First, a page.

I pointed out that the implications of such a notion are profound. In a worldview that embraces fatalistic determinism I cannot be held morally accountable for my actions, since reward and punishment make sense only if we have freedom of the will. In a solely material world reason itself is reduced to the status of a conditioned reflex. Moreover, even the very concept of love is rendered meaningless. Rather than being an act of the will, love is relegated to a robotic procedure that is fatalistically determined by physical processes. If Madonna is merely a material girl living in a material world then she really has no freedom of choice.

In short, I presented Matt with three compelling reasons to believe that human beings have a soul that continues to exist apart from the body. First, logically or intuitively, we recognize nonphysical aspects of humanity, such as ego. Furthermore, legally, even though our physical identity changes from year to year, we recognize a sameness of soul that establishes personal identity. Finally, libertarian freedom of the will presupposes that we are more than mere material robots. Together these three reasons give us warrant to conclude that human beings have an immaterial nature that transcends the material body. In the Christian worldview this immaterial aspect of humanity is called the soul. It is precisely because the human soul is not dependent on material processes for existence that we can survive the death of the physical body, awaiting our bodily resurrection at the second coming of Christ (see Phil. 1:23; John 5:28-29; the sum substance of the self is a soul/body).

Well, I could see the golf course looming on the horizon, so our discussion had to be put on hold. For the next four hours we focused on beating a little white ball from one hole to the next. By the time we got back into the car our visions of golf glory had dematerialized. While we had not crashed on the way to the tournament, we had definitely crashed during it. Nothing seemed to go right. As we headed towards home we dejectedly replayed every single shot over and over again in our minds, all the while dreaming of what might have been. Eventually, however, we transitioned from mere earthly vanities to eternal verities. As a lawyer, Matt was significantly impressed by the logical, legal, and libertarian freedom arguments I had presented on the way to the tournament. However, he was not yet convinced of life beyond the grave. Thus, during the course of the next few hours I conjoined these arguments to the overwhelming evidence for a Creator and for the resurrection of Jesus Christ from the dead (for these evidences, see my The FACE that Demonstrates the Farce of Evolution [1998] and Resurrection [2000], both published by Word).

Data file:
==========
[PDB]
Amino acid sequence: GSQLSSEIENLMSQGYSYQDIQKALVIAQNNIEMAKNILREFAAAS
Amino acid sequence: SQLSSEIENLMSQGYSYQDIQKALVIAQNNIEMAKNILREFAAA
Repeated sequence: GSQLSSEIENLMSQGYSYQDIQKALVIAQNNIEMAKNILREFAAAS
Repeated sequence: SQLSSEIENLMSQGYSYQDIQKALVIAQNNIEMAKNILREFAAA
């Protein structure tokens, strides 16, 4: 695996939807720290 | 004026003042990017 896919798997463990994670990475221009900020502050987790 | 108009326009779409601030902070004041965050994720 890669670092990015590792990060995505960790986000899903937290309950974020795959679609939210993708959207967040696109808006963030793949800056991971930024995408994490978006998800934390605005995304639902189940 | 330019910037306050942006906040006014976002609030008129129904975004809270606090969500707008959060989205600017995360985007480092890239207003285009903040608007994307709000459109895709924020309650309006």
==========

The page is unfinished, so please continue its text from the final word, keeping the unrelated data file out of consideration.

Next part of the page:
By the time I had finished telling Matt about the resurrection we were already pulling into his driveway. We continued talking. I told him how some twenty years ago someone had explained to me what I was now explaining to him. I described how after examining the evidence, the Creator of the cosmos had become the Lord and Savior of my soul. And that today he is more real to me than the very flesh upon my bones.

While I would like to tell you that Matt yielded his life to Christ in the driveway that evening, I can't. What I can say is that since that day he and I have had numerous conversations about the afterlife and the existence of the soul. I am reminded that all the evidence in the world will not change someone's heart - only the Holy Spirit can do that. People reject the evidence not because they can't accept it but because they won't. Though Matt has not yet yielded his life to the Creator of his soul, I remain hopeful that the whole story has not yet been told. - Hank Hanegraaff

(This article is adapted from chapter ten of Hank Hanegraaff's Resurrection.)